Researchers aim to build a better bat house

Wildlife experts have launched the first study of its kind in Canada to find out where bats go after they've been evicted by humans, and whether they'll settle for a man-made solution.

Scientists to track colony evicted from Manotick attic to see if they take to new digs

James Pagé from the Canadian WIldlife Federation shows off a bat house, which can hold up to 300 bats. (Hallie Cotnam/CBC)

Wildlife experts have launched the first study of its kind in Canada to find out where bats go after they've been evicted by humans, and whether they'll settle for a man-made shelter.

Canada's bat population is already in decline due to loss of habitat, pesticides and the steady spread of white-nose syndrome, according to the Canadian Wildlife Federation (CWF).

So when homeowners force bats from their cozy quarters in attics and chimneys, scientists want to know what happens to them next in a bid to protect the remaining population.

The recent discovery of a colony of 104 bats in the attic of a home in the south Ottawa suburb of Manotick provided the perfect opportunity.

Specialists from the Canadian Wildlife Federation believe the 104 bats found in the attic of a south Ottawa home are of the 'big brown' variety, like this one. (Megan Lawrence/Salthaven West)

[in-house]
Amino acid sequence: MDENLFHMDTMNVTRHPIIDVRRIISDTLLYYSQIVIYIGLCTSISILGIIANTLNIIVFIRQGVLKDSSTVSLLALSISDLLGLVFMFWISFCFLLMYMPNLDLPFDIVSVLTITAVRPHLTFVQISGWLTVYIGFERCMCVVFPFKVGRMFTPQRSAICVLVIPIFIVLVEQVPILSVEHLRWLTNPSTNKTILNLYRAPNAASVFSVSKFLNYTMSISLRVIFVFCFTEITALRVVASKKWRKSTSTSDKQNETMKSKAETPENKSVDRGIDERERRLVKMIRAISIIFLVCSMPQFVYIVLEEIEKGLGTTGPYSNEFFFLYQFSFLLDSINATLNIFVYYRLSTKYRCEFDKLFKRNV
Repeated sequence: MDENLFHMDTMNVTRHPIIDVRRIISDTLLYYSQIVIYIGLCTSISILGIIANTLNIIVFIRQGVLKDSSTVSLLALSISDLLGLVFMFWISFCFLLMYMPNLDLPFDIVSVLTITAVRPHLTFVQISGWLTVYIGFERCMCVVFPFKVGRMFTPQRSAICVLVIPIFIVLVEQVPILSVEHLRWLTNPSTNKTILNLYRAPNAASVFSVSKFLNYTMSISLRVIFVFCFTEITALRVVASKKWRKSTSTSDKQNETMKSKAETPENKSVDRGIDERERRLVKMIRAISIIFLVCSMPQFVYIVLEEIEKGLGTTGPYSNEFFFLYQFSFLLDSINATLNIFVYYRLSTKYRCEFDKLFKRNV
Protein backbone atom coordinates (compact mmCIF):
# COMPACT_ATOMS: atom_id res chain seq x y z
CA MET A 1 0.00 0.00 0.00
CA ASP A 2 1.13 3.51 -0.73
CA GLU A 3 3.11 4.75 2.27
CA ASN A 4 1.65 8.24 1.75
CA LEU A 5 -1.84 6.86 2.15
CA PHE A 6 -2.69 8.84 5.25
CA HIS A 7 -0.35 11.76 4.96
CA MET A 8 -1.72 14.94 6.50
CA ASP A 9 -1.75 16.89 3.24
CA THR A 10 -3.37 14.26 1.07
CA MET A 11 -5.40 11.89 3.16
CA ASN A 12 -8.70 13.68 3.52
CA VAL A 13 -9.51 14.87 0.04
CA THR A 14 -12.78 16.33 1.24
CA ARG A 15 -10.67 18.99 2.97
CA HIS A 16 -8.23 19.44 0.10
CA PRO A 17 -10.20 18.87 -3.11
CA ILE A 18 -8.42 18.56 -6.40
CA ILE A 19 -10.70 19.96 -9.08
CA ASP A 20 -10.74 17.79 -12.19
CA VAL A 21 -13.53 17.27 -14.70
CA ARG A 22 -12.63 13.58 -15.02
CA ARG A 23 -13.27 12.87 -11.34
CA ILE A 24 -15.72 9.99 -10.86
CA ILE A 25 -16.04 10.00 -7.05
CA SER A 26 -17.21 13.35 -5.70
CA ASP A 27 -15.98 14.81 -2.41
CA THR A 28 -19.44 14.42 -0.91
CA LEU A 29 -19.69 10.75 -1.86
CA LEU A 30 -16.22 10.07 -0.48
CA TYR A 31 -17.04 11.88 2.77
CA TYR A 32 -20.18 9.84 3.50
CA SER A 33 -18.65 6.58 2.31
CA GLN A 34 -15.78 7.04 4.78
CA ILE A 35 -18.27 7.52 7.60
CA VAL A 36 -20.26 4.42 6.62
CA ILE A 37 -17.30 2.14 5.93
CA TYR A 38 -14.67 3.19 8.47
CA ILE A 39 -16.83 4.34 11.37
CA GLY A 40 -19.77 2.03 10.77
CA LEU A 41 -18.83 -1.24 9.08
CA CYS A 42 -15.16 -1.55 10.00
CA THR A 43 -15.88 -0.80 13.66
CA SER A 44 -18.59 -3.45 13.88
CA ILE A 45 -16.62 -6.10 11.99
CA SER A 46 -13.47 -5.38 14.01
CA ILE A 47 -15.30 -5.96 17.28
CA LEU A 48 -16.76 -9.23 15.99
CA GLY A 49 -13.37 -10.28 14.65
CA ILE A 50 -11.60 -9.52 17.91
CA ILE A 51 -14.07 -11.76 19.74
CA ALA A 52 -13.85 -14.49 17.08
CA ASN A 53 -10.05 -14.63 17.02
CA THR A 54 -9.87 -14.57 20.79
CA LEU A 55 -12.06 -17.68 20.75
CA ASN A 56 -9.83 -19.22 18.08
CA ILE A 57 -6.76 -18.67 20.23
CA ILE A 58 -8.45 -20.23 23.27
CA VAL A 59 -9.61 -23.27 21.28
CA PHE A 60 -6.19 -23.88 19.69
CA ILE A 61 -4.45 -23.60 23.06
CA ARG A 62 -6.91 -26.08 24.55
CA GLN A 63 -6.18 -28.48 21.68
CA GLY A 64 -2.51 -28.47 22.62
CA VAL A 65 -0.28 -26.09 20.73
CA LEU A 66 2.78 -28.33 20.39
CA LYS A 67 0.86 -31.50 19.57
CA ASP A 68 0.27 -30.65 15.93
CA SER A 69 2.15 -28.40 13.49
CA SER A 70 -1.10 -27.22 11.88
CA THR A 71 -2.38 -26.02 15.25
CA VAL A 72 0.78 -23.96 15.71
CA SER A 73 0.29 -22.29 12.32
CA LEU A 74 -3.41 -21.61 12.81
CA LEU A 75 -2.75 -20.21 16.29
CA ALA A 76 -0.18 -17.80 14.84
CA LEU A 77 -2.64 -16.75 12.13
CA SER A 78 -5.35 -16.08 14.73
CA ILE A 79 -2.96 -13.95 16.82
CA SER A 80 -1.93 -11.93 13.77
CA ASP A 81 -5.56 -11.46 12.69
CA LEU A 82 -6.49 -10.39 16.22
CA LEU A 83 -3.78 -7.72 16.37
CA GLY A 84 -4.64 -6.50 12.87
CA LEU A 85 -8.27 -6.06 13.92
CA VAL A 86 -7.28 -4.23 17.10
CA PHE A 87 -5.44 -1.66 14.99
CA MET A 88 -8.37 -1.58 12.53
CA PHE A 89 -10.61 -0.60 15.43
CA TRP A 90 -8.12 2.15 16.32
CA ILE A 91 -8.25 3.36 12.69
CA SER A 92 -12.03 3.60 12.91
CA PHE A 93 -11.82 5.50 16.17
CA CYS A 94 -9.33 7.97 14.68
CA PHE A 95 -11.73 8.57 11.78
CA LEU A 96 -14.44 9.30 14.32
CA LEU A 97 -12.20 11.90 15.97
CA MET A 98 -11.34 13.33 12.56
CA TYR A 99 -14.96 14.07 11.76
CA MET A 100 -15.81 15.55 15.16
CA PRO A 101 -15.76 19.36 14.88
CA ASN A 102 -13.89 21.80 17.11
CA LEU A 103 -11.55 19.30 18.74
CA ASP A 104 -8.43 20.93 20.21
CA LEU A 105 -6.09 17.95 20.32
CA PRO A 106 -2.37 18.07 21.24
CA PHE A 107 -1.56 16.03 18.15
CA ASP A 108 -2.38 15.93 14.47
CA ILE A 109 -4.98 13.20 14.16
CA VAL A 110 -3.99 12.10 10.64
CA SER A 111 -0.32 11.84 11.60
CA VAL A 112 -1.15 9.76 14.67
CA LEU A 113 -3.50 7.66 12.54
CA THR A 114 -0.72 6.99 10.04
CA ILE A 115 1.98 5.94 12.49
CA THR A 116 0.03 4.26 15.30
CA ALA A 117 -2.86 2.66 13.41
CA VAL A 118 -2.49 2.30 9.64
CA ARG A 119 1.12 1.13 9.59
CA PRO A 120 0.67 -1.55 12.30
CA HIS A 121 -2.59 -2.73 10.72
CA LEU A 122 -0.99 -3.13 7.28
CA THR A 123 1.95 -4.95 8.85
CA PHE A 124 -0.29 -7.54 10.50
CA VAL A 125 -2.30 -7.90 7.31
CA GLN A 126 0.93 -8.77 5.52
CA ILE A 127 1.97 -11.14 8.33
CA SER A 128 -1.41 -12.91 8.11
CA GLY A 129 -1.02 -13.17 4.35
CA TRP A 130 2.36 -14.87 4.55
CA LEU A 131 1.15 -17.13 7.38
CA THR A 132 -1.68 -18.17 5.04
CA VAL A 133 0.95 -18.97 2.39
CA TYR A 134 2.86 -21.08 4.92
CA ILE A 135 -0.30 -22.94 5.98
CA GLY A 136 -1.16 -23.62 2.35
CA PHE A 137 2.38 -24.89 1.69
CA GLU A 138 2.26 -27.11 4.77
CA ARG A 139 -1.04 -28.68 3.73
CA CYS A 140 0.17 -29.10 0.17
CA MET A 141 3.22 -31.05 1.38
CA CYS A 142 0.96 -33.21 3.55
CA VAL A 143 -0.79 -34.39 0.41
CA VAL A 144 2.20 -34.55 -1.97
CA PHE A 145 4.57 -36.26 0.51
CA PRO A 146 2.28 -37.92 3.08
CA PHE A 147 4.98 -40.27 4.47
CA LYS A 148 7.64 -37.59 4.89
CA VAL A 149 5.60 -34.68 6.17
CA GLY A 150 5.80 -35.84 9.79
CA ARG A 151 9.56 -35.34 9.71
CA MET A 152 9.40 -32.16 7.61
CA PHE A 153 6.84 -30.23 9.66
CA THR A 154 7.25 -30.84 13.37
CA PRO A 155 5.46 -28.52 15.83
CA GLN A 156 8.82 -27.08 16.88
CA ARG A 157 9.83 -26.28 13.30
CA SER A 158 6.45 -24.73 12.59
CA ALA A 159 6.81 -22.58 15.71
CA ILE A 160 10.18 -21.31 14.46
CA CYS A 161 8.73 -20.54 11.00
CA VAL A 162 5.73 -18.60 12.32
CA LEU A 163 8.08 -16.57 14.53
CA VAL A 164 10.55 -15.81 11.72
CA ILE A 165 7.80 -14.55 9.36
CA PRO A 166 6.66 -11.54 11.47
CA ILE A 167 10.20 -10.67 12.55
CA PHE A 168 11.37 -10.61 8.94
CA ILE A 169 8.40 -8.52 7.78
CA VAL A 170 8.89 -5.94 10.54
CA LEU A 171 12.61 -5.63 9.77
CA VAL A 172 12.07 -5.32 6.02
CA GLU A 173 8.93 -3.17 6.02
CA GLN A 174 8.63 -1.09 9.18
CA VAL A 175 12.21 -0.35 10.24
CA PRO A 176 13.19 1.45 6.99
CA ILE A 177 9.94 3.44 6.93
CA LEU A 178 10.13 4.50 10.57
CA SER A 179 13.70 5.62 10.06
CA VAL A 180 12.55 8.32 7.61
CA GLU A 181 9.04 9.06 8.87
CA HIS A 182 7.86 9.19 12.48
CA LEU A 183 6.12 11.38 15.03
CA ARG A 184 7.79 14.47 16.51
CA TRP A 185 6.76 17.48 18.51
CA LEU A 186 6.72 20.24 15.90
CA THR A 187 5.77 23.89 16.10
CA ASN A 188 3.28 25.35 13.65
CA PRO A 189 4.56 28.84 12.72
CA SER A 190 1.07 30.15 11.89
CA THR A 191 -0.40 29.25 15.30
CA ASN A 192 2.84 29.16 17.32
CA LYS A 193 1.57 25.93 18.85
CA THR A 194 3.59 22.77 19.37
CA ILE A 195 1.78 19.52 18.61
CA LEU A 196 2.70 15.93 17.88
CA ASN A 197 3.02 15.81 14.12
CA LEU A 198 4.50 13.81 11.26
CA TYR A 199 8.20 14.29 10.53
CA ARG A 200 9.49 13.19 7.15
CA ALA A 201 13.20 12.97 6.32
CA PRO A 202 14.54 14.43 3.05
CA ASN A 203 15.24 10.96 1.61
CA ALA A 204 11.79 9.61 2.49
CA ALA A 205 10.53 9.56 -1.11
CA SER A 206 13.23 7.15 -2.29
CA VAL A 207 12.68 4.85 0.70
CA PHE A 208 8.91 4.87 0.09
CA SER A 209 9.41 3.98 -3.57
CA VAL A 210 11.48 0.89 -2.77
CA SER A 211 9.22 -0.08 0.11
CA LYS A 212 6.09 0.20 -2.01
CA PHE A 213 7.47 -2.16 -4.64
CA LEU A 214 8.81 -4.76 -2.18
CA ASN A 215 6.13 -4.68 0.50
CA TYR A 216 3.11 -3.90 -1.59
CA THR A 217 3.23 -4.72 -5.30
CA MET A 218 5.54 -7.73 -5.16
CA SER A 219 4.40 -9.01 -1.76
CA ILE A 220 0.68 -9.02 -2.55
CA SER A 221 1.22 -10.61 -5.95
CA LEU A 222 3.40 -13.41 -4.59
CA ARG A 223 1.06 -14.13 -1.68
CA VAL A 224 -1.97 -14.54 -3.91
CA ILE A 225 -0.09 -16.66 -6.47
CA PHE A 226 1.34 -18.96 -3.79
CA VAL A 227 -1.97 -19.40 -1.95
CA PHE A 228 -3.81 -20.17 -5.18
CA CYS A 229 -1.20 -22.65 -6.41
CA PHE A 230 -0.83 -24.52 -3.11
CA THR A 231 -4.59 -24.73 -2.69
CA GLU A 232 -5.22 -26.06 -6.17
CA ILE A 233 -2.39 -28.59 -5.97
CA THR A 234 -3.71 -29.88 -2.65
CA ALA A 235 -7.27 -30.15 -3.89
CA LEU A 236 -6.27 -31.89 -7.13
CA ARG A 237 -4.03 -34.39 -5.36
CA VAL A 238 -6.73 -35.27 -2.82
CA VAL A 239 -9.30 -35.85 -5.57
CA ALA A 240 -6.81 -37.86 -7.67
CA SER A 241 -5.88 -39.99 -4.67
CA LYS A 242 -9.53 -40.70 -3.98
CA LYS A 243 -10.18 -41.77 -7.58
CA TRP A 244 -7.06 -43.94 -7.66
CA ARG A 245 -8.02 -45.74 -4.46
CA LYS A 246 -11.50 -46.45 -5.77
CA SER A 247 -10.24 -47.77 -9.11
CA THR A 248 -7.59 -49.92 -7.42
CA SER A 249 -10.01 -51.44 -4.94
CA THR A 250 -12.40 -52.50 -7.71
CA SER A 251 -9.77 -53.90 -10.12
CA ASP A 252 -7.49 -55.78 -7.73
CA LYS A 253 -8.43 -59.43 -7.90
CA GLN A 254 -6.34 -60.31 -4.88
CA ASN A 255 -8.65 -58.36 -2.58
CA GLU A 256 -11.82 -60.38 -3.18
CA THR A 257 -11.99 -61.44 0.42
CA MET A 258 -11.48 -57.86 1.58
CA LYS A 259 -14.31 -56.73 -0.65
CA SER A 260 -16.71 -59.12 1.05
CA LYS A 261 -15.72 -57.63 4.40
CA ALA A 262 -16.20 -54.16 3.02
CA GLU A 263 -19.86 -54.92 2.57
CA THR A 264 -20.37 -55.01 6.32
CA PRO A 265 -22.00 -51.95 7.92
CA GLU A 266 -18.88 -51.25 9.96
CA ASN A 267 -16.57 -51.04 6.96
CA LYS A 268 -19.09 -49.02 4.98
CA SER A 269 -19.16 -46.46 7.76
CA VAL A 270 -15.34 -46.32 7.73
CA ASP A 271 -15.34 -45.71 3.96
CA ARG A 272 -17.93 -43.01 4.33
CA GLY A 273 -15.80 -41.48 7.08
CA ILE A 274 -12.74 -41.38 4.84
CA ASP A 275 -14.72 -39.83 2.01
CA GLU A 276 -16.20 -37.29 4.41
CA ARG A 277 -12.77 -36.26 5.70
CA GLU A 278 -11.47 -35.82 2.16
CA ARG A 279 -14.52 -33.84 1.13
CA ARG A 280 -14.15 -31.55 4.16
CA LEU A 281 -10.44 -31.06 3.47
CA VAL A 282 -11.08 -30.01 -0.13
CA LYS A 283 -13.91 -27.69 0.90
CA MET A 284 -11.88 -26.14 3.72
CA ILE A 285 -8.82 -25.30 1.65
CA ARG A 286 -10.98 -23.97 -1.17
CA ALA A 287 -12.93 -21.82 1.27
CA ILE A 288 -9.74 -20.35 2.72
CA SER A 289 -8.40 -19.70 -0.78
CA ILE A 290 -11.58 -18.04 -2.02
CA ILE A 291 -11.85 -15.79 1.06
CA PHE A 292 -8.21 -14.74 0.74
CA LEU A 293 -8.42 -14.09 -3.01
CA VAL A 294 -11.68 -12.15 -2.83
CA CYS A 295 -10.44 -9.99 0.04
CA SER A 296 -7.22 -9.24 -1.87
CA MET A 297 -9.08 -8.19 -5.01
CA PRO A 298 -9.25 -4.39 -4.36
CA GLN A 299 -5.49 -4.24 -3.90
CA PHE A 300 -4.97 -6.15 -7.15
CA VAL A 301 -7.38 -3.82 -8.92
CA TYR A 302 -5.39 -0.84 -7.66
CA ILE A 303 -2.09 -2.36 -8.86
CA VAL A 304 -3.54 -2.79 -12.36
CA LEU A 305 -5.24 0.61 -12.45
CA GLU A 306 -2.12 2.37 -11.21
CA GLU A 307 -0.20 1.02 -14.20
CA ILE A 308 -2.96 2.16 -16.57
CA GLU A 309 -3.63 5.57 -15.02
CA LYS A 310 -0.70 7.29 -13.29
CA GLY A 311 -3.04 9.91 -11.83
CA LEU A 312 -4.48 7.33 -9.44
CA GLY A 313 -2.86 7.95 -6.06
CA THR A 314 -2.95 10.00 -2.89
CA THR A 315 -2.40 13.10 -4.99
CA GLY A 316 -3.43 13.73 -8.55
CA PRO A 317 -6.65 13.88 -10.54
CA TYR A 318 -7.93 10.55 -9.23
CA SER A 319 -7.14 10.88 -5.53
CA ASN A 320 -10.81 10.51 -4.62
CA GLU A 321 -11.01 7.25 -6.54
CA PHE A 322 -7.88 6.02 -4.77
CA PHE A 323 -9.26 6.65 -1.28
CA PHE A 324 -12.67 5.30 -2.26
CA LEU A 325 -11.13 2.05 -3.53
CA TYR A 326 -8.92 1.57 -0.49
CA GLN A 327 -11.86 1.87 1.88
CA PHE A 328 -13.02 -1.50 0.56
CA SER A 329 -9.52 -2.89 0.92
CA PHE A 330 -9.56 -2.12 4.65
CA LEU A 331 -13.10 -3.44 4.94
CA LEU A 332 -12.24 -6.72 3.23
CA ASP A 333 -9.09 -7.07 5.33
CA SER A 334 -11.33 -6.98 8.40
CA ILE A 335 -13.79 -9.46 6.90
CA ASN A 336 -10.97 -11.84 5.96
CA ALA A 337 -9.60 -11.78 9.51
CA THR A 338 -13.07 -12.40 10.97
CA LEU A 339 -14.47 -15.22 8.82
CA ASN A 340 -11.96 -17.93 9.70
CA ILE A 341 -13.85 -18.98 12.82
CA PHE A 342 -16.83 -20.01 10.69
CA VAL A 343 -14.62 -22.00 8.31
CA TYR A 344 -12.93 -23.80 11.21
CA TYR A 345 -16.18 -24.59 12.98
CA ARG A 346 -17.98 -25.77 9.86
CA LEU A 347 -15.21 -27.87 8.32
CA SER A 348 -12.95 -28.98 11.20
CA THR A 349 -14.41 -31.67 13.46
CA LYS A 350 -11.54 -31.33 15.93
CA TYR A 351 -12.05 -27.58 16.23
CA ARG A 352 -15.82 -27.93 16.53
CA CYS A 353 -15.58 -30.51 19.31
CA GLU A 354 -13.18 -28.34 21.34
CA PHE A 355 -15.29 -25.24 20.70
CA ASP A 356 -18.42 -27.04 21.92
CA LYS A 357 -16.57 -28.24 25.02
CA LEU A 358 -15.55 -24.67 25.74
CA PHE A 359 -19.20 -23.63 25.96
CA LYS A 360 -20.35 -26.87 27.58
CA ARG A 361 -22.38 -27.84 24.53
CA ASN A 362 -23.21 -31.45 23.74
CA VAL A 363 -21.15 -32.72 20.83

Bats to be tagged

On Saturday, before the bats are evicted through a one-way door, researchers will tag six of the bats in order to track their post-eviction flight path.

"It's understandable that nobody wants to have 100 bats in their attic," said James Pagé, a specialist in species at risk and biodiversity with the CWF. "We are here ... to give them a new place to stay."

Researchers will attach nickel-sized radio transmitters to the six bats to track them over the next few weeks. They're eager to see whether the animals will simply swoop back to their old haunt, or try out a specially designed bat house instead.

There are currently 150 of the wooden shelters atop homes across Ottawa as part of the project, which began in 2017 to determine the best bat house design.

Samantha Featherstone from the Canadian Wildlife Federation holds an antenna used to help track the bats once they're evicted from a home. (Hallie Cotnam/CBC)

Choosing best design

Homeowners have been asked to track bat sightings to determine which of the three bat house designs is most popular.

"We're trying to figure out if there's one design they prefer over another, and if so, we can focus on just promoting that design," Pagé said.

Where the Manotick bats end up may also depend on their species. Eight of the 19 bat species found in Canada call Ottawa home, and if the ones from the Manotick attic turn out to be of the "big brown" variety, as Pagé suspects, they'll likely try to return to the attic.

If they do, they'll find a brand new bat house, and researchers will be keen to see whether they like it.

"We want to know what [eviction] does to the bats," Pagé said. "Do they go to another area? Do they try and get back and just hang out on the side of the house?"

Scientists are capturing, tagging, and releasing bats, so that after they're evicted from a home where they're unwanted, they can be tracked. The hope is they'll choose to re-locate to one of three designs of a bat home, thereby revealing their preference, and informing future bat builds. 8:17

WIth files from the CBC's Hallie Cotnam


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